Skillz proved once again internet fans ain't shhhh....

As we all know, Skillz is the official artist who does the wrap-up every year. What started as something for a bit of fun for him, one of the illest ghostwriters who the younger generation doesn't know, has become fully expected by the hip-hop community. Now he took to his twitter on new year's eve and told the eagerly awaiting public that they would have to wait because he had a paying gig and he wasn't about to be late or miss that for a song that no one had ever paid for. Some people were upset, but that was the tip of the iceberg...For when the song did drop, Skillz sent out a link for an itunes download at a whopping 99 cents!

I know he had plenty of angry tweets though some fans did reply that it was only 99 cents and for everyone else to stop being cheap. That Skillz put his work behind it, had studio time and mixing done and didn't really get any benefit from it, I highly doubt anyone books him to perform the wrap-up, meant he was entitled to get paid for it. I don't have a problem with that, but it does highlight the obvious disconnect between hip-hop fans and artists, especially those with a large internet presence.

About 3 years ago, Queens MC Cormega, who was once part of the Firm along with Nas, AZ, and Foxy Brown (for the uninitiated) made the statement that internet fans, while supportive ain't shit because they don't actually buy records. For the most part, he is right apart from a really small core who are true fans of particular artists, no one is going to download an album for free, then go and purchase the same album. Internet fans are some of the most voracious supporters of the non-mainstream acts that exist. Just look at the ground support for Joe Budden, Joell Ortiz, Black Milk, and Little Brother. However, when it comes down to it, the numbers don't come close to adding up even in the sense that they have a smaller fanbase. The reason, their fans take to the internet and tend to be more computer savvy and thus able to trade and give the sometimes hard to find music to one another.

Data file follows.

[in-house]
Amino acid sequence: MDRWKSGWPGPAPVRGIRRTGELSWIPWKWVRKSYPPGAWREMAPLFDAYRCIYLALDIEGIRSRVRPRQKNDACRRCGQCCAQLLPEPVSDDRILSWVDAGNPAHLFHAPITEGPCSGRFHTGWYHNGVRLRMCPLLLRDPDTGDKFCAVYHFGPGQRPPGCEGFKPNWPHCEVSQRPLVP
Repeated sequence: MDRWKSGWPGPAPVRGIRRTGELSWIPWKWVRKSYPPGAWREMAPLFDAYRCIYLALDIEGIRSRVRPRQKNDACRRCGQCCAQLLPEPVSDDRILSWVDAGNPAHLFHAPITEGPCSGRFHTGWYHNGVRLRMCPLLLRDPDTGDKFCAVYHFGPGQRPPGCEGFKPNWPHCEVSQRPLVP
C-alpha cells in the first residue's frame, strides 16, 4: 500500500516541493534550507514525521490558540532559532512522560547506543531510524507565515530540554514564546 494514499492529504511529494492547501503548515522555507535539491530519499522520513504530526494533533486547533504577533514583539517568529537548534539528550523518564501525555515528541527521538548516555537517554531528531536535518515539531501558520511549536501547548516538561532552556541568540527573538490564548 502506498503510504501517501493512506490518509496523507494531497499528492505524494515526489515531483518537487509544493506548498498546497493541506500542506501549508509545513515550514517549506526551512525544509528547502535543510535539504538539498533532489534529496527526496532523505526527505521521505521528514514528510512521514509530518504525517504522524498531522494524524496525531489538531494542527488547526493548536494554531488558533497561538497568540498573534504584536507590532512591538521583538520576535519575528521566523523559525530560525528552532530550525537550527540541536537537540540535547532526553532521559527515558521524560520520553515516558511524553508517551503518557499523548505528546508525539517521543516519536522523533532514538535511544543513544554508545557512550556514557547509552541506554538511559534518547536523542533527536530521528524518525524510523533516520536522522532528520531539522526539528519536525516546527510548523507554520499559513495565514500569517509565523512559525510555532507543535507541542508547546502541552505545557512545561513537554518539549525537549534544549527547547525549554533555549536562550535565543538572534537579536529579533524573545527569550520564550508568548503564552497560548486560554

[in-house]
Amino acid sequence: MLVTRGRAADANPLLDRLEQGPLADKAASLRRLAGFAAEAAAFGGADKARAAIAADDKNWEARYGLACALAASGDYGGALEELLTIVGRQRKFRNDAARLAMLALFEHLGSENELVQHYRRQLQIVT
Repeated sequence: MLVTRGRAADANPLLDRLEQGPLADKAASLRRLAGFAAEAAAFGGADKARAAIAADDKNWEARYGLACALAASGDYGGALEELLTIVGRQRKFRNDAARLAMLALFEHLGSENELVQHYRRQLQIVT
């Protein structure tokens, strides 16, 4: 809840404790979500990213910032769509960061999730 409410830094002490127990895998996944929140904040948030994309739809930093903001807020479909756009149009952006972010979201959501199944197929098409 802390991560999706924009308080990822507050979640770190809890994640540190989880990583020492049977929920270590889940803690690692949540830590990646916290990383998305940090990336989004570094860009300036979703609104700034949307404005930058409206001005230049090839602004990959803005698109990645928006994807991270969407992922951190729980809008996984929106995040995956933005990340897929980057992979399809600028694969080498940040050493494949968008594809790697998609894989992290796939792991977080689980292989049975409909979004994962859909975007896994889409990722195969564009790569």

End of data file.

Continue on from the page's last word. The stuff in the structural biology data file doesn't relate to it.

Unlike one of Skillz' supporters insinuated, it's not about being a cheapskate, it's the simple fact of that matter that the music can be found so easily, and their is a rush to get it first, that it's just not going to be paid for. There are plenty of sites that provide music leaks including, blogs, forums, message boards, and probably even e-mails and tweets. It's not personal, I bought "From Where?" but back then I had to. There was no other choice. Now there are so many outlets that in an industry that moves so fast, by the time a song might be actually available for download on itunes, the consumer has moved on from that to the next one. Even if you remember, are you really going to spend a dollar on a song you don't even like that much anymore, or one that you have already listened to 30 times. You don't need the second song, and the artist looks like he ate earlier he should be alright. It's not right you can say but it's what the industry has devolved to and that's the fault of everyone, from fans, to labels, to artists.


  1. people who buy records are not home on the net posting on message boards, they are at work. that way they have money to buy a 11 dollar LP if they so desire. Dudes on the internet know every torrent site so they are spoiled and want everything for free. fuck internet fans.


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